Versatile Plant. Floating anacharis grows fastest. It's closer to the light. In my first two-gallon flat goldfish bowl, one strand would grow to three feet in the light from the east window. Growing like this, anacharis makes an ideal baby haven for new livebearer fry. They can hide in the jungle and dine at leisure on the animacules or aufwuchs growing between and on the leaves. Ditto for egg-scattering egglayers.
Water Cleaner. Anacharis eats fish wastes -- carbon dioxide, nitrogenous, and phosphate wastes. You can do fewer water changes, however, fewer water changes also slow the growth of anacharis. How do you "cycle" a goldfish bowl? Throw in a bunch of anacharis. Three to four bunches work wonders in a new 10-gallon tank.
Green Side Up. Although anacharis eventually grows roots, it takes in most of its food directly thru its leaves. This makes anacharis an excellent algae competitor. It will do its best to starve out algae (and other higher plants) which makes it a noxious weed in the eyes of many states and some countries. Remember Babbington's curse? So, you're not supposed to toss your excess anacharis in your local waterways.
Worth Pondering. Pond keepers use anacharis as an aerating plant as well as an algae competitor. Remember the photosynthesis kicking out the oxygen bubbles? In a shallow pond in the sun, anacharis will usually double in size in two to three weeks -- right up to the day you add your koi.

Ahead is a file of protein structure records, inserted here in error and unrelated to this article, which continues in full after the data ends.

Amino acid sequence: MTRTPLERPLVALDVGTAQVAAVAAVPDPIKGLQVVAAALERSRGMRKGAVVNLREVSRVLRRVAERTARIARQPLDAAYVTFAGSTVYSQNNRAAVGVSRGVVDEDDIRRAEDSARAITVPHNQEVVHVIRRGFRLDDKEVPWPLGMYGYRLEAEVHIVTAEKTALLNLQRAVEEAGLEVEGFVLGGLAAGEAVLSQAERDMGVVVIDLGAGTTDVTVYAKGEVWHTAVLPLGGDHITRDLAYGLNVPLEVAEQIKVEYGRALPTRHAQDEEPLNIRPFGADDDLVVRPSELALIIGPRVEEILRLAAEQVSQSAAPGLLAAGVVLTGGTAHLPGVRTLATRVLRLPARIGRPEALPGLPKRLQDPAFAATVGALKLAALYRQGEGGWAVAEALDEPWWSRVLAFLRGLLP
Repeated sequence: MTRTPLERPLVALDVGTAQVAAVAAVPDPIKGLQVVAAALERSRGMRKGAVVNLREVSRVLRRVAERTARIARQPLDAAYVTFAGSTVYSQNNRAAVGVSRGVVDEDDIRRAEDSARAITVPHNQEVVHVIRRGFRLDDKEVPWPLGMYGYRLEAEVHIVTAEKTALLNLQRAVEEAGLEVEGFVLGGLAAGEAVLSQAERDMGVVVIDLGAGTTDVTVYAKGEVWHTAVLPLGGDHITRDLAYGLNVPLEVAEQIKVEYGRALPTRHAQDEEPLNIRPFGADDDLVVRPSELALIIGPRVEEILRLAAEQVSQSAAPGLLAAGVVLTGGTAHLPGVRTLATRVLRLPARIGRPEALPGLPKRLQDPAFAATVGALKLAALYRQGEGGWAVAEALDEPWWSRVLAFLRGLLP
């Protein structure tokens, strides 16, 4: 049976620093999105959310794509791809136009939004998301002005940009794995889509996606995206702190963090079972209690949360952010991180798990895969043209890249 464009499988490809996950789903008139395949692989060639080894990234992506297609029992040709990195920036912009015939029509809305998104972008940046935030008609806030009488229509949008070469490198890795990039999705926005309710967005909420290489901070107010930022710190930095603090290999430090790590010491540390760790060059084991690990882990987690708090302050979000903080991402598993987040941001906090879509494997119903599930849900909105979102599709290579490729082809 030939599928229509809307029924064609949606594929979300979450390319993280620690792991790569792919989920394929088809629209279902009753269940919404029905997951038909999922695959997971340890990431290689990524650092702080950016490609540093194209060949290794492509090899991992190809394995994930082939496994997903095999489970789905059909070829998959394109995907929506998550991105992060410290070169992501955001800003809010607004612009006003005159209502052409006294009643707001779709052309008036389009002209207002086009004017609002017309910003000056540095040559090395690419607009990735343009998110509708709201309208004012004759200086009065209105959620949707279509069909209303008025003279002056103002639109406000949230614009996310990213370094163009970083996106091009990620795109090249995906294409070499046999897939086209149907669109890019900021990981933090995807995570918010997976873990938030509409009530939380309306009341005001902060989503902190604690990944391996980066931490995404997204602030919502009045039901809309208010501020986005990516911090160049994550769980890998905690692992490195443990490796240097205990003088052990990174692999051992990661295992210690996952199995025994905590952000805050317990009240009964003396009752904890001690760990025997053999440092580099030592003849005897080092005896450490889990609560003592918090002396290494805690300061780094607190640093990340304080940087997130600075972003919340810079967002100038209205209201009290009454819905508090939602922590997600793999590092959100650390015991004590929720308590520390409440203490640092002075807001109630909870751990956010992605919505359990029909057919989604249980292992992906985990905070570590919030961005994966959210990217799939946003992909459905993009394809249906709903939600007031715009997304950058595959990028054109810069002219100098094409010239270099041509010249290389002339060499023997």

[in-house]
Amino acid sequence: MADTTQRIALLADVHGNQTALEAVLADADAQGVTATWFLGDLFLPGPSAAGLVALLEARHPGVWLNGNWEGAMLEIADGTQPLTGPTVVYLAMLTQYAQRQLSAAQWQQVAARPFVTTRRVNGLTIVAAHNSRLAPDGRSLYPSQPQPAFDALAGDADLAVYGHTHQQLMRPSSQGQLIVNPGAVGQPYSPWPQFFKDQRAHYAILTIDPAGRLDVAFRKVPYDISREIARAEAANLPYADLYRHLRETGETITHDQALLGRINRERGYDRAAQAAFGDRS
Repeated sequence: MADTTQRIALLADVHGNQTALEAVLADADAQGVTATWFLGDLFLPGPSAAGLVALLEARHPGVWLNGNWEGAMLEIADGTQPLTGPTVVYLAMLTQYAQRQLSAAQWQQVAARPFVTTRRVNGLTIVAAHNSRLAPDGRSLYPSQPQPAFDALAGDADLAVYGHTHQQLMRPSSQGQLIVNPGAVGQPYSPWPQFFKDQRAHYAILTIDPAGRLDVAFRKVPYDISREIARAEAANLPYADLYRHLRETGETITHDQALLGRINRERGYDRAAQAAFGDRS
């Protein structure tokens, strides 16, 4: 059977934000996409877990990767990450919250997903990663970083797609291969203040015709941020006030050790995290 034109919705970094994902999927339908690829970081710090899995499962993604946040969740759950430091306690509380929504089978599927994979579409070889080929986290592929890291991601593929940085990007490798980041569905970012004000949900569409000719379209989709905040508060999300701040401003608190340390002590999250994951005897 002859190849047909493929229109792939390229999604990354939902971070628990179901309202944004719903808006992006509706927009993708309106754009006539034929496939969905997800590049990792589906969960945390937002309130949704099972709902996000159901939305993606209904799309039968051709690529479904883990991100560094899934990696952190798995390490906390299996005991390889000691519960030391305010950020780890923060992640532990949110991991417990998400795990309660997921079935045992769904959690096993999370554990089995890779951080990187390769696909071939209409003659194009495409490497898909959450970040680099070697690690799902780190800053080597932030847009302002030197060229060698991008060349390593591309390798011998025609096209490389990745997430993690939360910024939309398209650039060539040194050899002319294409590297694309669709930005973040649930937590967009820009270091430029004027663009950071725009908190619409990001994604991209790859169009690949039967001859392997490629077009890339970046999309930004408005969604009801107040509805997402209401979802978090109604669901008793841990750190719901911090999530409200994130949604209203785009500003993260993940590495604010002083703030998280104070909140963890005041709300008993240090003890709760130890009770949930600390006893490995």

Equipment Hider. Most anacharis probably gets tossed "as is" in front of the under gravel filter tube or heater to hide it. This method takes about two seconds and makes your tank look better with very little effort.
Vary the Heights. Break up your bunches. Put the tall strands in back and the short ones in front. These have only been planted about two seconds, but in two days or so they'll look much more natural.
Home, Sweet Home. Angels and other fishes quickly learn to work their way thru the strands of anacharis. Most fish feel more secure in planted aquaria. A nice stand of anacharis strands makes your fish feel more at home. Anacharis is a definite piscatorial de-stressor.